The street we now step out onto is Spittelwiese, named after what was, in the 16th century, a meadow on the grounds of the city’s hospital. This will be the site of the u19 CREATE YOUR WORLD Festival, the future festival of the next generation. Here’s a spacious playground and proving ground for young people to nurture ideas and bring film-related projects to fruition. It’s also a great setting for families, young futurists and committed activists to acquire insights and hone skills that just might come in handy in their endeavors to make the world a better place.
There’ll be workshops on storytelling, animation and postproduction. Several zones will substantially morph into film sets—shooting locations for, among other shots, a sort of ultra-long, totally uncut pan known as a lip dub. As you can plainly see, wherever our reconnoitering takes us in Festival City, there’s no shortage of motifs just begging to be captured.
Arriving at the other end of Spittelwiese, we enter the Akademisches Gymnasium that will also be one of this year’s primary Festival venues. Founded in 1542, it’s the oldest of five such college preparatory schools in Austria.
Shortly before the new school year gets underway, the many classrooms, gymnasiums, athletic fields, wood & metal shops and auditoriums will be serving as exhibition spaces for works of media art and hosting conferences such as the Future Innovators Summit. The Ars Electronica Futurelab will also be setting up a temporary bureau here—at the top of their agenda is facilitating interaction among festivalgoers and the many guest artists and scientists from all over the world. As many events as possible will be staged alfresco. There’ll be a lot of interesting stuff happening here, so this is definitely a don’t-miss destination.
Another architectural highlight is located a little south of the Akademisches Gymnasium: Bischofshof, the residence and official seat of the bishop of the Linz Diocese. Completed in 1726, this substantial structure was initially used by the abbot of nearby Kremsmünster Monastery as a headquarters in the province’s capital city. The local ecclesiastical administration has its offices here now. During the Festival, it’ll be a performance venue—for example, to scrutinize the sounds that surround us in everyday life. Visitors will also get a chance to experience the Bischofshof’s garden that is normally off-limits to the general public.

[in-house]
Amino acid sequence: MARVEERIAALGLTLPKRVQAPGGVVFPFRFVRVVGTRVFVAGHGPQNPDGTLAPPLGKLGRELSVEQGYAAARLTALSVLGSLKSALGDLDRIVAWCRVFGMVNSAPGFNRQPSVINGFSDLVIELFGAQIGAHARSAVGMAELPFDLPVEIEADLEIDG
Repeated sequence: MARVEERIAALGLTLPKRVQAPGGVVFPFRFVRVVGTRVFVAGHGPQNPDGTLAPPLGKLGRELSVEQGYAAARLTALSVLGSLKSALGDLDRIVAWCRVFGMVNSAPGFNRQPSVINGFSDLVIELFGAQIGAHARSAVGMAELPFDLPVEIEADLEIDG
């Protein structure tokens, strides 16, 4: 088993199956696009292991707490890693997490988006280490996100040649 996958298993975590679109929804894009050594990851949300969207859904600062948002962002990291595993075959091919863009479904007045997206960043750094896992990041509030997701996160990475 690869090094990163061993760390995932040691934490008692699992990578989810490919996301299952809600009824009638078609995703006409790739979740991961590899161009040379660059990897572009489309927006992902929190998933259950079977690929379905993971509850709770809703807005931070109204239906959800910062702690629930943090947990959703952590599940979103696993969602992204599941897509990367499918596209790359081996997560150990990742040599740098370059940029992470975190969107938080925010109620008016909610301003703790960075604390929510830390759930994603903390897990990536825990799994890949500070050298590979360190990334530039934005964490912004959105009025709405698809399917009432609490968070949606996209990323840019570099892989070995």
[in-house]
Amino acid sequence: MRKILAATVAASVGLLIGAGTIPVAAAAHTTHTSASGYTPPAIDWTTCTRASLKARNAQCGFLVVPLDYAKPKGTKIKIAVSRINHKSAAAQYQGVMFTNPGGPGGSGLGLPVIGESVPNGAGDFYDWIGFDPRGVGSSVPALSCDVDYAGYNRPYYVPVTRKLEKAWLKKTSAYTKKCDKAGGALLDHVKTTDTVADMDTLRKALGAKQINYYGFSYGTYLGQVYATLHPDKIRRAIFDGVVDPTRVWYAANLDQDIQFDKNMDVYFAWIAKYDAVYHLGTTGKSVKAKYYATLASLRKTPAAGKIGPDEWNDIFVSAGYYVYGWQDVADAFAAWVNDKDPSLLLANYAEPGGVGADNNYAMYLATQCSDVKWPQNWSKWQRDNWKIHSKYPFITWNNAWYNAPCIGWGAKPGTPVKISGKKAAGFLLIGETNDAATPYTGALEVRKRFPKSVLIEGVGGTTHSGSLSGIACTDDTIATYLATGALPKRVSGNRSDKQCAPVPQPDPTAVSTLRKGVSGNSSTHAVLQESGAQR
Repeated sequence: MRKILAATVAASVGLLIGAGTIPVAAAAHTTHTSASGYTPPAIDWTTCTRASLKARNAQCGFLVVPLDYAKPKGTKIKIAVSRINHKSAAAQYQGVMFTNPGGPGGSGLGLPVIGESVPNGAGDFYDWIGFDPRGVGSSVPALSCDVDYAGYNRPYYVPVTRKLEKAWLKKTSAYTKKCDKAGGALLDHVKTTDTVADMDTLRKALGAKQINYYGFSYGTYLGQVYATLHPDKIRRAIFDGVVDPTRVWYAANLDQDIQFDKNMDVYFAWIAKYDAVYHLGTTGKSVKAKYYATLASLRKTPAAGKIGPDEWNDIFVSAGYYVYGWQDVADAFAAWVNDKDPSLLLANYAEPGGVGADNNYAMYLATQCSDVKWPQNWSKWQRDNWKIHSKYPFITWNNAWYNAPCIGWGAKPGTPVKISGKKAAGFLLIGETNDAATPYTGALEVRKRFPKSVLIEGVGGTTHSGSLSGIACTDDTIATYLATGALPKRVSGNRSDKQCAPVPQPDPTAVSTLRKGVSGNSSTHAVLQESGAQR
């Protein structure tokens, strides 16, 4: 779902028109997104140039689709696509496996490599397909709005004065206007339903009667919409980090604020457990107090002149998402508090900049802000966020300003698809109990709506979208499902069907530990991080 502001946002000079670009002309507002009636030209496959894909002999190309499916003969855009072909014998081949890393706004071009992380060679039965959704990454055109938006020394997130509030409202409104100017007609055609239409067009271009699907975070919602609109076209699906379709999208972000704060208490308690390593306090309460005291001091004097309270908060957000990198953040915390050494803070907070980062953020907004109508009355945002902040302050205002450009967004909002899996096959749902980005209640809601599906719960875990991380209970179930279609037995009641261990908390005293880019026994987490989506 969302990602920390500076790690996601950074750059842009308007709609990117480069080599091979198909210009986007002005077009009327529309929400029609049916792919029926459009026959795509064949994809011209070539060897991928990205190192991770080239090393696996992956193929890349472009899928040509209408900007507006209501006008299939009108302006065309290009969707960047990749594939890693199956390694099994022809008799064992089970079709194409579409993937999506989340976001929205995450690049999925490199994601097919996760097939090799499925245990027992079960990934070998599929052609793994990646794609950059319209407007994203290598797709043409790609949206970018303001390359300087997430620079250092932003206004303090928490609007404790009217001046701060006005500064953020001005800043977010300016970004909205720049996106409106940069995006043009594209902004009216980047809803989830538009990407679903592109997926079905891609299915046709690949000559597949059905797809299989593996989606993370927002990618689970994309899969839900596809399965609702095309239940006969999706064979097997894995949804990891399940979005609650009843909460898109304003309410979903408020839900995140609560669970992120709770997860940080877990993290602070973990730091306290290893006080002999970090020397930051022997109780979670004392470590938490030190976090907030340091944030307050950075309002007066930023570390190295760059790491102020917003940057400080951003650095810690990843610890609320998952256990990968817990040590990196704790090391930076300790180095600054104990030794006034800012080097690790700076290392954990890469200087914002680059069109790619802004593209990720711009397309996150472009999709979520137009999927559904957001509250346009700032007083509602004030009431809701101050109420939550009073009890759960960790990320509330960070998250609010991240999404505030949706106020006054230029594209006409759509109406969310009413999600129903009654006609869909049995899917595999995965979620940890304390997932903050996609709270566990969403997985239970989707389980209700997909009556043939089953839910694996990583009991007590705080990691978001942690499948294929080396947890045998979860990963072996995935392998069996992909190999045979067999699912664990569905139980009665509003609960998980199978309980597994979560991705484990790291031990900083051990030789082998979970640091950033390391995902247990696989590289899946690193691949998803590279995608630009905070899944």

Mariendom, referred to by many Linzers as the New Cathedral, will be a Festival location once again this year. It’s located immediately adjacent to the Bischofshof and the Festival City. Built in 1924, Mariendom is one of Austria’s largest churches. The imposing walls will serve as a gigantic projection surface for interactive visualizations, the interior as a presentation space for media art projects.
This brief meander through the Old City and abbreviated outline of the Festival program is just our way of getting the conversation started. Follow us on our social media channels and check the Festival website ars.electronica.art/c for updates over the coming weeks. And by all means keep the first week in September open on your calendar!
So, let’s wrap this up now with a few more impressions of the Festival City as it looked in early July. Catch you later!
All photos of this blog entry: Martin Hieslmair